How successful was Charles’s courtly style in promoting order and respect for monarchy?

King Charles I came to the throne in 1625 after the death of his father James I. Charles was a well-reserved individual who held a pious belief in himself and a strong-willed leadership. Many of Charles’s personality traits were reflected in his manner and courtly style. This association was also shared with his father who was an elaborate, intriguing man who enjoyed lavish and over exuberant court engagements. However, the styles of the two kings were very different, Charles preferred his court to be ‘the pinnacle of social hierarchy’i and proper with a certain degree of formality whereas James, on the other hand, provided a court that evoked heavy criticism for its extremities and less than informal atmosphere.

From the very beginning of his reign, Charles was very particular in the choosing of his court members. He ‘effectively debarred’ii anyone from the court who criticised any aspect of his royal policies and prerogative. Even though this managed to maintain a tranquil atmosphere at court it left the king open to criticism over lack of contact between the king and the different political opinions of his countrymen. Charles heavily enforced that the court should represent order, respect and hierarchy with the improper dealings of his father seriously discouraged. Charles based his court on the Spanish example, which he had witnessed on his excursion to Madrid in 1623. He hoped to mimic the Spanish sense for formality as he strove to impose courteous behaviour to all who attended.

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Charles’s childhood played a major role in the make-up of his court behaviour and perspectives. Charles lacked affection and longed for close relationships with his courtiers, and so surrounded himself with people who shared his likes and interests. This was unlike his father who revelled in heated debate and thoroughly enjoyed intellectual challenges from his most prominent adversaries. Charles saw his court as almost an expression of kingship. Social standing and hierarchy determined interaction with the king and even access to the court, therefore the reputation and social rank of the nobility was heightened.

In the 1630’s Charles’s court reflected his acute art sense and aesthetic tastes whilst still representing his love for ceremonial and proper court procedures. Charles was very specific in the choosing of his art and paintings, and even with his limited funds, still indulged in the work of certain leading European artists, Ruben and Van Dyck. The ceiling of the new Banqueting Hall in Whitehall was Ruben’s work ‘The Ascension’ (pictured right), whilst Van Dyck painted the portraits of the royal family with ‘unprecedented elegance’iii.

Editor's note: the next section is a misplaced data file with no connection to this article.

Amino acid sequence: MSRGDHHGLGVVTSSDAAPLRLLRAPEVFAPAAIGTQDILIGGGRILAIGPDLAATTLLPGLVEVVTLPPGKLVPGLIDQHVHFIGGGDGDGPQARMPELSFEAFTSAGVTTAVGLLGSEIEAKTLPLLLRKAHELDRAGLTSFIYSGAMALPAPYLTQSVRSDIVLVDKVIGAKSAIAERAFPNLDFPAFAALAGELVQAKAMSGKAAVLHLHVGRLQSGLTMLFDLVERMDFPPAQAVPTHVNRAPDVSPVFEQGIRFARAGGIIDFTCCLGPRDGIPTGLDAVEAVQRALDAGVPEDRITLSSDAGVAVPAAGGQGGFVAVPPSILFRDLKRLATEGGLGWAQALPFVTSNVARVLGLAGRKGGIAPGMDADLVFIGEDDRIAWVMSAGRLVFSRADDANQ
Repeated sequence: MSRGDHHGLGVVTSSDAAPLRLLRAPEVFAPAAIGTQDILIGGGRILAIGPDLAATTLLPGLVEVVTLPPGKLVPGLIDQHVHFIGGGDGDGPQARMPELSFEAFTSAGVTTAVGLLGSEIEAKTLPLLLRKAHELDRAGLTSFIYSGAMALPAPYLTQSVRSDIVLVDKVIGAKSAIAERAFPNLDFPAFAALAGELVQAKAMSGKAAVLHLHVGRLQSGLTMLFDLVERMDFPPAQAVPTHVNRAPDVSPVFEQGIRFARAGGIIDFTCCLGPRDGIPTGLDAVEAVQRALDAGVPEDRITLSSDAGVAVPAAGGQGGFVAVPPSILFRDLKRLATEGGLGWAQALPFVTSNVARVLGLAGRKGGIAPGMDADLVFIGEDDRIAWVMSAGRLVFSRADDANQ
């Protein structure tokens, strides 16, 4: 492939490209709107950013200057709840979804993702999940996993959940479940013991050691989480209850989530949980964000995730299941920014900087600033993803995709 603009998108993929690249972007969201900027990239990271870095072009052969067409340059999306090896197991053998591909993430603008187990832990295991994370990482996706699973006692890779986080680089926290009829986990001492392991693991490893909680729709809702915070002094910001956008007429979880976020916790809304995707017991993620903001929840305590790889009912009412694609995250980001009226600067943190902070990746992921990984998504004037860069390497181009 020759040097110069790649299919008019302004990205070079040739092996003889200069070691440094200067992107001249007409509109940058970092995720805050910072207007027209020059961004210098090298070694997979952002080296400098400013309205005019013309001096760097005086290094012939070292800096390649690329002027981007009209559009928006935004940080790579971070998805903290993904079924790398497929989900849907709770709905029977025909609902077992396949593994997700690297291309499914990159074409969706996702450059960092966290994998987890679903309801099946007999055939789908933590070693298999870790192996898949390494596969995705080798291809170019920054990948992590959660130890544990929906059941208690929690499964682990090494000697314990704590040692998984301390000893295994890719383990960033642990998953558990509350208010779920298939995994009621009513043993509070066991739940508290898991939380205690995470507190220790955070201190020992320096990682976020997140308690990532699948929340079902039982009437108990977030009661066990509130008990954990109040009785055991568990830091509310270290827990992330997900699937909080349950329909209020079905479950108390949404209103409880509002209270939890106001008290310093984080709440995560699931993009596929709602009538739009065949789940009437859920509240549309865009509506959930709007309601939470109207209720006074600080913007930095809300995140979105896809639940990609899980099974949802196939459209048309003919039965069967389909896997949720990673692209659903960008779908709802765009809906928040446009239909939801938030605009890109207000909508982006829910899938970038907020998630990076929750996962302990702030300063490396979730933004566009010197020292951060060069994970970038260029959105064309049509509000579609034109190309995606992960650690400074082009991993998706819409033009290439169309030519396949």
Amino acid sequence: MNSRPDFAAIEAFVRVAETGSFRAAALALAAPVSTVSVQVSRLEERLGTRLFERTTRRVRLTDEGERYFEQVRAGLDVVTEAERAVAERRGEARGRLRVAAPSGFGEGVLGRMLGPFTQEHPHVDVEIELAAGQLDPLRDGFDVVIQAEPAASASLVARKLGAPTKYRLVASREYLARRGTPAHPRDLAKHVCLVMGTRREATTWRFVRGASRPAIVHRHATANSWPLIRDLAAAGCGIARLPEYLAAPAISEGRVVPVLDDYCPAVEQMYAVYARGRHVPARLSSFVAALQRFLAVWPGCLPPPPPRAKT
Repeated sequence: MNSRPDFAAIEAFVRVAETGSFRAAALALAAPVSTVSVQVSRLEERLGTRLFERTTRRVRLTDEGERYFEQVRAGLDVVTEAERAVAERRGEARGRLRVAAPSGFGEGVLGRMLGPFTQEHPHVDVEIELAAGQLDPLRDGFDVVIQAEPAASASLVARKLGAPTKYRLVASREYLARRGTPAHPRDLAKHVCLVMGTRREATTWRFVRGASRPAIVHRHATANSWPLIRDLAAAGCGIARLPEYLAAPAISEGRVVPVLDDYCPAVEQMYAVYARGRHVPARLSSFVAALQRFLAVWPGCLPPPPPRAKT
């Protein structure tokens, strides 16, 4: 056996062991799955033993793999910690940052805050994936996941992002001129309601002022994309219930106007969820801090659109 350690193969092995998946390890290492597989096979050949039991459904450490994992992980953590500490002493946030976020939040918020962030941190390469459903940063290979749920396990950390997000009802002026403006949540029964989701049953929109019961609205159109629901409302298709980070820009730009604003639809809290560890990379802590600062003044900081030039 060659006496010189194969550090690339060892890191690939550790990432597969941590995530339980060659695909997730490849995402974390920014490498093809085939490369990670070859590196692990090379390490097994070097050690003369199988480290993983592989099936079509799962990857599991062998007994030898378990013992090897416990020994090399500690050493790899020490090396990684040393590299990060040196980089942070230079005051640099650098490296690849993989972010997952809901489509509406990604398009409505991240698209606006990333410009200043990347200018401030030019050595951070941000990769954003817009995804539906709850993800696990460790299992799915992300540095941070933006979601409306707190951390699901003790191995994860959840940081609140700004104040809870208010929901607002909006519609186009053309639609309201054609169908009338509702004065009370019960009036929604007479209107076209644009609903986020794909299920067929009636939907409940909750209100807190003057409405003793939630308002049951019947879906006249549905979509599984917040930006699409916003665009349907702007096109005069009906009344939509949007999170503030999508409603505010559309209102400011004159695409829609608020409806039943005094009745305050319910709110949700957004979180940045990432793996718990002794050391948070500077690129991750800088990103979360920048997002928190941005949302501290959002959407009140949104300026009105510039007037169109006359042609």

Charles also enjoyed holding the somewhat controversial masques. These were performances of great extravagance and intricate display. They involved a company of well-trained actors who would depict certain scenes representing the stature of the king and the responsibilities associated with the role. The latter masques, composed by Inigo Jones portrayed kingship as a godly figure. The masques symbolised the court isolation and delusion. ‘Charles took on roles that displayed his wisdom and justice, whilst the queen was presented as the embodiment of love and beauty.’iv The masques were deeply resented by many, some out of jealously and others simply out of disapproval because of the reinforcement of fears of Catholicism.

After the death of the Duke of Buckingham in 1628 and the foreign stations of ‘his closest advisers’v, Laud and Wentworth, Charles was left with only the company of his wife Henrietta Maria and so in the later 1630’s Charles had resorted to spending most of his time with the papal envoy, George Con. They were brought together by their mutual respect for the arts and Spanish formality. This was a very divisive area of courtly correspondence as the fears of Catholicism were raging through the nation. This action was not only discouraged by the entire protestant nation but also by the king’s Archbishop of Canterbury, William Laud. Charles ignored Lauds advice and not only continued to admire the rites and rituals of Rome but also had associated himself with ‘a man who was regarded by the protestant nation as a servant to the Anti-Christ.’vi

However grand and formal Charles’s royal court was in promoting all areas of order and respect it was neutralised by the incompetence shown in affairs of foreign policy and administrative capabilities. Order and respect were key aspects of the court but this was only due to the careful selection of the court members and their unscrupulous motives to attend. The royal courtiers showed genuine loyalty to the king but this was only to enhance their own social standing through manipulation and examination of the king’s wishes and weaknesses.

The court became a haven away from the insecurities and distastes of the king by keeping him isolated from the serious issues threatening the present. Because of this, Charles’s knowledge of current state of affairs grew dangerously limited and it was simply shameful and eventually hazardous for the king of a nation not to be interested in affairs of state. The closed selection and lack of understanding shown to Charles’s adversaries proved to be one of his many personality flaws but one of the main causes of his downfall.